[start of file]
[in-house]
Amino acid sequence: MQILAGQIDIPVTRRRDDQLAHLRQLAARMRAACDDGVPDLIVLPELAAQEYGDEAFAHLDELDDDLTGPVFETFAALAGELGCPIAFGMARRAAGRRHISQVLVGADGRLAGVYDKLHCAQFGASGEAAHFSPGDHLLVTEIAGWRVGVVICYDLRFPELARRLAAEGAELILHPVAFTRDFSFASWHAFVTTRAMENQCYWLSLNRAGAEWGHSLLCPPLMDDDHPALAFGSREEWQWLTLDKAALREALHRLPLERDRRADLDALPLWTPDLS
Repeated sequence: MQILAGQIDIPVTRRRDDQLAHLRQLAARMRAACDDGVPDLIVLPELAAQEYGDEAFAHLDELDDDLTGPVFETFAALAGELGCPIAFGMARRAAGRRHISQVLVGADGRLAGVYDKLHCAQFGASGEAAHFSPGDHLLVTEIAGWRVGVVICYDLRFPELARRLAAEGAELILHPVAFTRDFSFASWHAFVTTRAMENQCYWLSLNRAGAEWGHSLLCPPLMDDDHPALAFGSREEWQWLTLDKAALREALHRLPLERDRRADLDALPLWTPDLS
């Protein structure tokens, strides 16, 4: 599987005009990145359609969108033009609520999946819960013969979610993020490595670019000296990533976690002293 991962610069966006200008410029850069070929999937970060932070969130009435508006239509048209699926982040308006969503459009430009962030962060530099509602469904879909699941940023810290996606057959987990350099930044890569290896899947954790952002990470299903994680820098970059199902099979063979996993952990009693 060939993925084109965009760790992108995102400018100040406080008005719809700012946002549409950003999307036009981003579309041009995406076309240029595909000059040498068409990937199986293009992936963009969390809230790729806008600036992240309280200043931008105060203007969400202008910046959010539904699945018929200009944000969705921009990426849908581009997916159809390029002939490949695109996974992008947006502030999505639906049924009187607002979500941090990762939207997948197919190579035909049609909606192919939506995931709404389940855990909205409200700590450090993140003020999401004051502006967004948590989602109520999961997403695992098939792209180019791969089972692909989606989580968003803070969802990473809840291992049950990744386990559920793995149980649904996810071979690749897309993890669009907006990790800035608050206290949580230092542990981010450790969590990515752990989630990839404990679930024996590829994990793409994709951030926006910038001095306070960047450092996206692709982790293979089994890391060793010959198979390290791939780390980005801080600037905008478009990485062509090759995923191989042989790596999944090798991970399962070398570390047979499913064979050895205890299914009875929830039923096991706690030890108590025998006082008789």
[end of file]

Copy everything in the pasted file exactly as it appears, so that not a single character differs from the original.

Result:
[in-house]
Amino acid sequence: MQILAGQIDIPVTRRRDDQLAHLRQLAARMRAACDDGVPDLIVLPELAAQEYGDEAFAHLDELDDDLTGPVFETFAALAGELGCPIAFGMARRAAGRRHISQVLVGADGRLAGVYDKLHCAQFGASGEAAHFSPGDHLLVTEIAGWRVGVVICYDLRFPELARRLAAEGAELILHPVAFTRDFSFASWHAFVTTRAMENQCYWLSLNRAGAEWGHSLLCPPLMDDDHPALAFGSREEWQWLTLDKAALREALHRLPLERDRRADLDALPLWTPDLS
Repeated sequence: MQILAGQIDIPVTRRRDDQLAHLRQLAARMRAACDDGVPDLIVLPELAAQEYGDEAFAHLDELDDDLTGPVFETFAALAGELGCPIAFGMARRAAGRRHISQVLVGADGRLAGVYDKLHCAQFGASGEAAHFSPGDHLLVTEIAGWRVGVVICYDLRFPELARRLAAEGAELILHPVAFTRDFSFASWHAFVTTRAMENQCYWLSLNRAGAEWGHSLLCPPLMDDDHPALAFGSREEWQWLTLDKAALREALHRLPLERDRRADLDALPLWTPDLS
């Protein structure tokens, strides 16, 4: 599987005009990145359609969108033009609520999946819960013969979610993020490595670019000296990533976690002293 991962610069966006200008410029850069070929999937970060932070969130009435508006239509048209699926982040308006969503459009430009962030962060530099509602469904879909699941940023810290996606057959987990350099930044890569290896899947954790952002990470299903994680820098970059199902099979063979996993952990009693 060939993925084109965009760790992108995102400018100040406080008005719809700012946002549409950003999307036009981003579309041009995406076309240029595909000059040498068409990937199986293009992936963009969390809230790729806008600036992240309280200043931008105060203007969400202008910046959010539904699945018929200009944000969705921009990426849908581009997916159809390029002939490949695109996974992008947006502030999505639906049924009187607002979500941090990762939207997948197919190579035909049609909606192919939506995931709404389940855990909205409200700590450090993140003020999401004051502006967004948590989602109520999961997403695992098939792209180019791969089972692909989606989580968003803070969802990473809840291992049950990744386990559920793995149980649904996810071979690749897309993890669009907006990790800035608050206290949580230092542990981010450790969590990515752990989630990839404990679930024996590829994990793409994709951030926006910038001095306070960047450092996206692709982790293979089994890391060793010959198979390290791939780390980005801080600037905008478009990485062509090759995923191989042989790596999944090798991970399962070398570390047979499913064979050895205890299914009875929830039923096991706690030890108590025998006082008789």